Not so much sleep, some heavy breakfast and off to the second day of conference.
Windows Identity Foundation Introduction (Vittorio Bertocci)
Hesitant as I was about which session to attend after my chosen one (Ruby for .Net Developers) was dropped I decided that it would be a good idea to have some introductory information about something I know very little about: WIF.
It turned out to be a very good session and the speaker, that “Italian Hippy” (as himself described) did an awesome job infusing a good dose of well needed energy into our sleepy brains.
I learn how about yet another try to unify APIs (bye hosted membership providers) in a just-configuration-driven manner with easy to understand examples and simple code samples. Not a bad way to start the day.
Entity Framework Persistence Ignorance (Julia Lerman)
A technical conference would not be a complete technical conference if I did not attend a Julie Lerman’s session.
And, for a change, because of something that interests me. No, not EF, silly boy! PI and Microsoft’s attempts to embrace the concept.
Nice and to-the-point session, although the speaker had some issues with some of the samples (she is not C# native speaker ;-p)
I still need to do some more research and playing with EF, but my beliefs are that it is not “there” yet.
Fluent NHibernate (James Gregory)
A product I have used some time ago and saved my day. I wanted to know how well has matured from the mouth of its creator (and “benevolent dictator” as he calls himself).
Reality is, the product has improved in great wealth since I used it. The session was a very good overview except for the fact that the only code shown was in Powerpoint which made answering the questions a bit of a challenge.
Testers Are Not Your Enemy (Karianne Berg)
I had very high hopes on this one, as the subject is a situation we are dealing with in my day-to-day work. Sadly, the session did not live to my expectations.
Leaving aside that it was extremely short (around 40 minutes) there were not many “tangibles” to take away: some advices that may be revelations for some people that has very little to none exposure to agile projects, but for the practitioner sound to common sense (iterative testing, testers are part of the team); some very debatable assertions (quality is defined by the products owner); and some generalizations and clichés about developers vs. testers.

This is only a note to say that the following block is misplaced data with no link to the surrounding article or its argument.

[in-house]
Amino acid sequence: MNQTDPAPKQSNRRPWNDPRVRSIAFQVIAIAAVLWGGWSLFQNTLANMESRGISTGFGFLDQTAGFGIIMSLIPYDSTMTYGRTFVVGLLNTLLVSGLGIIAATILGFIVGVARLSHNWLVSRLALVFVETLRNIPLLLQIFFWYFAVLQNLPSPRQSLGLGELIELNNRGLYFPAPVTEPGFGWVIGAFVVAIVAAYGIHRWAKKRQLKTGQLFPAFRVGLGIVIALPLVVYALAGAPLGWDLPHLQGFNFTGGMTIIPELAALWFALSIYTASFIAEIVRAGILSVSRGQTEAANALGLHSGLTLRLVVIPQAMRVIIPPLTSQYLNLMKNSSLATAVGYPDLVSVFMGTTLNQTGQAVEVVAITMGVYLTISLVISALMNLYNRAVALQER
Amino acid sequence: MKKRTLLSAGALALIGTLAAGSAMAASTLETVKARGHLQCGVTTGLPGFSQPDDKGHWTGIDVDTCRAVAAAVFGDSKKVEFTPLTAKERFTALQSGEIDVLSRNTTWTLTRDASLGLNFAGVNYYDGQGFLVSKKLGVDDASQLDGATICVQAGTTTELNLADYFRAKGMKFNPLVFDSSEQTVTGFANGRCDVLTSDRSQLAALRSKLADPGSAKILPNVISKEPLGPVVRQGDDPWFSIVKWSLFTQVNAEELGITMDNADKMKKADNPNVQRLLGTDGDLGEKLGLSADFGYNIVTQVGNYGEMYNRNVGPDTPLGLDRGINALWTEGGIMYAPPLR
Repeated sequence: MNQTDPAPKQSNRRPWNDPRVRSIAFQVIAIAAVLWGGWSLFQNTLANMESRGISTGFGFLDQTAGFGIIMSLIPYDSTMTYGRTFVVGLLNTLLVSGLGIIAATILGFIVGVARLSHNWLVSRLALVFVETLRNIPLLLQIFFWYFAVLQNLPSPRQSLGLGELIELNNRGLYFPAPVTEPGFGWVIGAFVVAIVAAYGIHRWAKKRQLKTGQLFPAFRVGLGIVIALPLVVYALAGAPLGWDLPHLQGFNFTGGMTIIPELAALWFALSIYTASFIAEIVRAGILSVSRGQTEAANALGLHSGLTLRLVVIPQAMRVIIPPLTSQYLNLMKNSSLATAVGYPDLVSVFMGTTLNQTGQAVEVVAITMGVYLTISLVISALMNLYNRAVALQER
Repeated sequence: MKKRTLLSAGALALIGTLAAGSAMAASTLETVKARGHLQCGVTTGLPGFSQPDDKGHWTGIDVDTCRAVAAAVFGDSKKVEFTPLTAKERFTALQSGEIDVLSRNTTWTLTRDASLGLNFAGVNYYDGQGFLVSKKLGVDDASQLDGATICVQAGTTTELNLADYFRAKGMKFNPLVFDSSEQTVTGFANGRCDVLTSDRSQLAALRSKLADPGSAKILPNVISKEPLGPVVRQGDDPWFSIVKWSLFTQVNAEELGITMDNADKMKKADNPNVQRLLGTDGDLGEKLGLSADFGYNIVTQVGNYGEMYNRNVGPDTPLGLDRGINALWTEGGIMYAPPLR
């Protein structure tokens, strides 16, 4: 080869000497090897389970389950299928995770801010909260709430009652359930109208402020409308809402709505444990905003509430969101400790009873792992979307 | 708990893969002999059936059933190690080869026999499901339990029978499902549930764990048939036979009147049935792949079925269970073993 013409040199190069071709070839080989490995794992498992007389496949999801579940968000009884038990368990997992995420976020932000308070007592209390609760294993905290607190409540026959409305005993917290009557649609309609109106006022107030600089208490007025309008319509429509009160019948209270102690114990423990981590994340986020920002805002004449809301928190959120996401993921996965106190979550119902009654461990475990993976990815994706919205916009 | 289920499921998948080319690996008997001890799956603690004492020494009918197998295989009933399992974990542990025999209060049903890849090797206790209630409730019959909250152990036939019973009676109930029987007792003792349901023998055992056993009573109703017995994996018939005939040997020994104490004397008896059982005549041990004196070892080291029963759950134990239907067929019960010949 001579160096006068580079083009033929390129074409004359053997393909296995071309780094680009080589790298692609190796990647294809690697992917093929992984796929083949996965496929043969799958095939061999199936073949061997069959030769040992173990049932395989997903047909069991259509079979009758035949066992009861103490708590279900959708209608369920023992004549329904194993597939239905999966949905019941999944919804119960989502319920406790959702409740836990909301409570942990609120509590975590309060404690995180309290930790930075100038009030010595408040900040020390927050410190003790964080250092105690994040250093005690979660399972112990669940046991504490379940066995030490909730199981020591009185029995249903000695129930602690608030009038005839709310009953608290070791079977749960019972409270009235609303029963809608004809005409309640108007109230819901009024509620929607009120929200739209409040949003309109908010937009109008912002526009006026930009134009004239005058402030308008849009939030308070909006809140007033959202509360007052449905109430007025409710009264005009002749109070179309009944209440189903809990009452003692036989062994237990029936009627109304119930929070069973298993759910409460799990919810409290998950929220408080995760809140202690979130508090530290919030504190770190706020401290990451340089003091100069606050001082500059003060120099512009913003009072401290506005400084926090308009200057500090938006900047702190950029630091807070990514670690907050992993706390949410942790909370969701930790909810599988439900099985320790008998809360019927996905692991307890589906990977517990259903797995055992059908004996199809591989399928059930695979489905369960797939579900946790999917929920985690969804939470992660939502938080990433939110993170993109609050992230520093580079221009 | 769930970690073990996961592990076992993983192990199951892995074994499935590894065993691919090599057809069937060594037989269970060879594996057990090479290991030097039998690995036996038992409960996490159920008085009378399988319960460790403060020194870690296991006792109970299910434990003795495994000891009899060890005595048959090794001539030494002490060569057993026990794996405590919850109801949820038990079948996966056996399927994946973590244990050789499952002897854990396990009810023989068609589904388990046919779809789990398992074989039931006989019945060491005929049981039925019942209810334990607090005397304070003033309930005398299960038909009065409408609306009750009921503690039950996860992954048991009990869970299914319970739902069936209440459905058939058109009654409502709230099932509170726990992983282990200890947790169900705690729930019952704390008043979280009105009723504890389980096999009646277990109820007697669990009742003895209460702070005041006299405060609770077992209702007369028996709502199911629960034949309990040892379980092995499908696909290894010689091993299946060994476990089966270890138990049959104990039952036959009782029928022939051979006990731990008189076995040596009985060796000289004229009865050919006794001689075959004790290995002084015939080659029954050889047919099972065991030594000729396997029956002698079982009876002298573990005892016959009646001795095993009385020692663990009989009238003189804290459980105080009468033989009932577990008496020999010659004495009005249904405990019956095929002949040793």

Testers are still my enemies ;-)
Making Manual Testing a Part of Your Development Process (Richard Fennell)
Since my testing-ego was not satisfied with the previous session, I attended this one in hopes of finding out the possibilities and goodness of TFS as a tool for the manual tester.
And I have to say that it turned out pretty well. There is a lot that can be done (and a lot to be improved as well) and the results are somehow impressive.
If only I could shut up those inner voices that tell me that works well for demos but it would crumble and become more of a pain than of a solution in my real world…
If I Ruled the World – C# 5 (Jon Skeet)
I am a follower (and believer) of Jon, so most of the ideas he threw at the audience were already known to me, but listening to the reasoning behind it always help.
Very nice session. I really liked the presence of some very important “MS personas” inside the C# development team listening and taking notes about the various suggestions or adding some educated reasoning as to why it cannot be the way Jon wants it to be (at least for now).
Really, really interesting. I am looking forward to seeing the video on the next session about the future of C# (which I did not attend)
5 Reasons Why DDD Project Fail (Greg Young)
I like ideas about DDD. The speaker has a lot of ideas about DDD. It seems like a perfect match.
But (and I always have to come up with one, haven’t I?), I am too traditional in terms of knowledge delivery. I am not that thrilled about “too alternative” ways to present slides. Alternative is alright, interesting at the beginning, catchy for a while… but they do not stick in my brain. My bad.
Except for that “but”, I enjoyed very much the session and I have but agree with most (if not all) of his reasoning: applying DDD to the wrong type of projects (CRUD-y), lack of isolation (mixing technical and domain concepts), poor leverage of the ubiquitous language and a missing Domain Expert (“Domain Expert Proxies” aka. “Business Analyst” do not count) are very valid reasons for a DDD project to fail.
I had my disagreements too. For example, his animadversion to DDD-lite. I give him that going all the way is way better, but, in my opinion, one can still get benefits from a subset of the practices.